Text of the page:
A key player in the now-defunct "Silk Road" darknet marketplace who hid his involvement with the creation and operation of the website has been sentenced to eight months in federal prison for making false statements to federal investigators, according to the U.S. Department of Justice.
Michael R. Weigand, who went by the online handle "Shabang," was sentenced Friday, the U.S. Attorney's Office for the Southern District of New York, which oversaw the case, reports. He pleaded guilty in September to concealing his role in operating the Silk Road website (see: Former 'Silk Road' Associate Pleads Guilty to Lying to Feds).
Silk Road, which was shut down by law enforcement officials in October 2013, was a darknet platform used by thousands of alleged drug dealers and illicit actors to sell narcotics, computer hacking services, fake identification and firearms.
In the indictment, prosecutors alleged that Weigand made false statements to agents from the U.S. Internal Revenue Service and FBI regarding his involvement with the organization.
"Michael Weigand supplied technological advice directly to the leadership of Silk Road, a secret online marketplace for criminal activity," U.S. Attorney Audrey Strauss notes. "He laundered Silk Road proceeds and traveled overseas to remove Silk Road evidence from a co-conspirator's residence. Weigand subsequently lied to law enforcement, falsely claiming to have done nothing for Silk Road, and has now been sentenced to prison for that knowing falsehood."
Weigand's Role at Silk Road
Described as a developer and engineer, Weigand provided direct technical support to the leadership of Silk Road, identified cybersecurity vulnerabilities in Silk Road's website and traveled abroad to remove evidence of Silk Road's involvement in fraudulent schemes from a co-conspirator's IT network, the Justice Department says.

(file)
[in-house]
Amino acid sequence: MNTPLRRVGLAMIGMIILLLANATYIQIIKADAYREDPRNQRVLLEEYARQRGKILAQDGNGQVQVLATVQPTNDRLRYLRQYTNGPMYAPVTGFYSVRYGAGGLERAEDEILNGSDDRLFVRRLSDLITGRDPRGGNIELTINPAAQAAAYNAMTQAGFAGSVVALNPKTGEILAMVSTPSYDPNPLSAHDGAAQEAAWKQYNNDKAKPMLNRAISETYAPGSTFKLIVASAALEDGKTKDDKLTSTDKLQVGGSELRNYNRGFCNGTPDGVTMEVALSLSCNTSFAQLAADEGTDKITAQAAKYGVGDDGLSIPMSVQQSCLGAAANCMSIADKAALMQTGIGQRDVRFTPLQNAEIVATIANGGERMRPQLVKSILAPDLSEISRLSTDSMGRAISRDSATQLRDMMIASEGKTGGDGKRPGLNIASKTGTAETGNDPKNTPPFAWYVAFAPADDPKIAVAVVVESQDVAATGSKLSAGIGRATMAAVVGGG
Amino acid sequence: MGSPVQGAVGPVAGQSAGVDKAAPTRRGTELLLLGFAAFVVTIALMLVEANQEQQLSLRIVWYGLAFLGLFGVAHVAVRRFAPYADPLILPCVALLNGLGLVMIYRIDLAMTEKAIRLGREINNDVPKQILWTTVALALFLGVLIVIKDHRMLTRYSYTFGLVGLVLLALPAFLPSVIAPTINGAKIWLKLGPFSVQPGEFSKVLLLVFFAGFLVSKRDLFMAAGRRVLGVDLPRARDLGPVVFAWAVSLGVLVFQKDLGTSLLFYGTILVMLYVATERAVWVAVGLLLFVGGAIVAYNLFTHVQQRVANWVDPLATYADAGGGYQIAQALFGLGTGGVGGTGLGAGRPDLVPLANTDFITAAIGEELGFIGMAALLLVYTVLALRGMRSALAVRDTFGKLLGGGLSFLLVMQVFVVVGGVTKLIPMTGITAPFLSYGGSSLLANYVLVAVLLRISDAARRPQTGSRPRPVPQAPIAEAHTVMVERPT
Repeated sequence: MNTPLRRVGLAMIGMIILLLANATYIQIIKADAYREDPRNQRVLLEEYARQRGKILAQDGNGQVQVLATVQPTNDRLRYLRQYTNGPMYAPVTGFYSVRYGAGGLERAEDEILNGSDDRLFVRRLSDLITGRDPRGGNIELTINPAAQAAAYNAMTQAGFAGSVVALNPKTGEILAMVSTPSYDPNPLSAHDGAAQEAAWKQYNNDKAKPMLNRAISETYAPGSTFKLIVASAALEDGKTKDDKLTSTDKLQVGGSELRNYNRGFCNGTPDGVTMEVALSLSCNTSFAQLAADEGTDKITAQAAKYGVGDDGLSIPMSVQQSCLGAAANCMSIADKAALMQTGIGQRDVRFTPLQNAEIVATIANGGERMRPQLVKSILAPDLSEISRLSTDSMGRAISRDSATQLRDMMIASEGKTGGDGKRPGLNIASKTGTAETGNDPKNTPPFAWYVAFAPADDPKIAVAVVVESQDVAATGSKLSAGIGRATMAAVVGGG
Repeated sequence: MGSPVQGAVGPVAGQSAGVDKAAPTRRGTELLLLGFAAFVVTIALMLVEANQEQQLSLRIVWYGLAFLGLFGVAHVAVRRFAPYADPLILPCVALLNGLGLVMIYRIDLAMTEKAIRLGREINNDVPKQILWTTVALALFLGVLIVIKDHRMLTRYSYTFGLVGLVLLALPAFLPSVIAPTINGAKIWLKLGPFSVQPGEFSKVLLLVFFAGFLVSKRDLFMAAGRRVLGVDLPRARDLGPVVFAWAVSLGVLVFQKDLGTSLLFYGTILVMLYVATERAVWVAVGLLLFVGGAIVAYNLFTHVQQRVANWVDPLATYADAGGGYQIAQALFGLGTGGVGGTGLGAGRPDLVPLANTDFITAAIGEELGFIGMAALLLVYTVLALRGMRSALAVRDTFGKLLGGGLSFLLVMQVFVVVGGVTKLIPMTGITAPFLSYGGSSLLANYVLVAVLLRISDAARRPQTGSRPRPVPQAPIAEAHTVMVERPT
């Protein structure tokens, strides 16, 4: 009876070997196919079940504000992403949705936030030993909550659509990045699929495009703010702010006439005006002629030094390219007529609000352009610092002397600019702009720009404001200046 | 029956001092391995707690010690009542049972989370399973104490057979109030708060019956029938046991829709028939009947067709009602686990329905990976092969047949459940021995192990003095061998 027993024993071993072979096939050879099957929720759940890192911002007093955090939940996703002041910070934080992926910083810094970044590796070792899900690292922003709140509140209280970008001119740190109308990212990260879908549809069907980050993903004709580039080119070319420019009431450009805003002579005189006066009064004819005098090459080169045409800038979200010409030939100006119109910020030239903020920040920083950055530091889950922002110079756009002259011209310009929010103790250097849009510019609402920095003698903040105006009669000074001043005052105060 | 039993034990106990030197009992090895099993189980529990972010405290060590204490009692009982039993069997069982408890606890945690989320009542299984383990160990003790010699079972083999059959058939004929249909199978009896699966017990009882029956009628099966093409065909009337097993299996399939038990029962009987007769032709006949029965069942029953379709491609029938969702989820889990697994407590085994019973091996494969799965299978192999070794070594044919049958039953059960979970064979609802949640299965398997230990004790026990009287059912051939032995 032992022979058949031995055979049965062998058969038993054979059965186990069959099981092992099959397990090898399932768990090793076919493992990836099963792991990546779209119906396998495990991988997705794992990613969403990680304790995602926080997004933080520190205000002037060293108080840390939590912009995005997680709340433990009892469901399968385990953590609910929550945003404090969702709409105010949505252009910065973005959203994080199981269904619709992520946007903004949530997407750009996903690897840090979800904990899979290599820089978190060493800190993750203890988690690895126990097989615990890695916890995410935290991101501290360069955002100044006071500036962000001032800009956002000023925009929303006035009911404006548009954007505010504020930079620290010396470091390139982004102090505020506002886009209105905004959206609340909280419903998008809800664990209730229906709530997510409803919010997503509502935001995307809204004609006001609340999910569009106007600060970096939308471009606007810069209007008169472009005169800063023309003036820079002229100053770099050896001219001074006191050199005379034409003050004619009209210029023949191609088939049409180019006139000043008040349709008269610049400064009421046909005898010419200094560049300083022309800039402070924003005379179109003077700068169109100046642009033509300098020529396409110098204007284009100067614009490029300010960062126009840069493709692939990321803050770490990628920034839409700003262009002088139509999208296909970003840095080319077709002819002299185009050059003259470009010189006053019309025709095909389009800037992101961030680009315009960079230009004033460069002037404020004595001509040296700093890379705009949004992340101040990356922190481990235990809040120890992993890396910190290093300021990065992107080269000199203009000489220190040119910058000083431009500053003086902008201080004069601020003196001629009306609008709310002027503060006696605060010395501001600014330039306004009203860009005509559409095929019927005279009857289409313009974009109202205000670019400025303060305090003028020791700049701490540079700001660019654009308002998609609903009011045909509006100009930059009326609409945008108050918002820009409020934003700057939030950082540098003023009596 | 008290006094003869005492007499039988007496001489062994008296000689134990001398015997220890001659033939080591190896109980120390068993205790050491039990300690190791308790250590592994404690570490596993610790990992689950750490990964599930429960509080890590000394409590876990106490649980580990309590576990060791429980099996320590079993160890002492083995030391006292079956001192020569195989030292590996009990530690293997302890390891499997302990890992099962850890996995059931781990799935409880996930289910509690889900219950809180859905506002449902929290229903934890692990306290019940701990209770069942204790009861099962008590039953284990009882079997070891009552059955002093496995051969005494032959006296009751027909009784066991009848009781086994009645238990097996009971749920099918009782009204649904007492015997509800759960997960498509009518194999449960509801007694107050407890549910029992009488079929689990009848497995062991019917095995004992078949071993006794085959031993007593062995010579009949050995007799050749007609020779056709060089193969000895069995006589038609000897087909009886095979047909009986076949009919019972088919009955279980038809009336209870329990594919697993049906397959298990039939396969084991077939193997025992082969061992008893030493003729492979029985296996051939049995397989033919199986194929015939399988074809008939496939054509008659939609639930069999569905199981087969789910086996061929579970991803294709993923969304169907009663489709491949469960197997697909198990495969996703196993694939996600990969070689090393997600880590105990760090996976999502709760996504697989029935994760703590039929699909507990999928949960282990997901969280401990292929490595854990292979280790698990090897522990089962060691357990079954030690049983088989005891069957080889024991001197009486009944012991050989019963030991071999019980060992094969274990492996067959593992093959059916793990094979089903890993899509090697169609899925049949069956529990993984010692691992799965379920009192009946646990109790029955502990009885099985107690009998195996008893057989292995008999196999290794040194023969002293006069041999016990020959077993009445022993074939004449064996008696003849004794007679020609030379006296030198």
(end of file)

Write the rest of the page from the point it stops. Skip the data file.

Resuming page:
When questioned by investigators, Weigand lied, telling them he never opened an account on Silk Road and never used the online pseudonym "Shabang," prosecutors say. He also lied when he denied transferring bitcoin to Silk Road and exposing computer security vulnerabilities within the Silk Road website. And he misled authorities when he denied having contact with the founder of Silk Road, Ross Ulbricht, who was known by the online pseudonym "Dread Pirate Roberts," "DPR," or "Silk Road," the Justice Department says.
Weigand further misled investigators concerning his trip to London in late 2013. Although he claimed the trip concerned a potential marijuana business, the Justice Department found Weigand traveled to remove evidence of Silk Road from an IT network belonging to Roger Thomas Clark, a senior adviser to Ulbricht.
Weigand also worked as a direct technological adviser to both Ulbricht and Clark, according to federal prosecutors.
Ulbricht started and operated Silk Road from January 2011 until it was shut down, when he was arrested. Ulbricht was later sentenced to life in federal prison.
In addition to providing a platform for alleged drug dealers and illicit actors to sell drugs, computer hacking services, fake identification and firearms, the Silk Road site also laundered the money made through these activities. The Justice Department believes Silk Road had a peak of more than 100,000 customers and laundered hundreds of millions of dollars.
The Daily Beast and other news outlets have reported that President Donald Trump is considering a pardon for Ulbricht, SilkRoad's founder.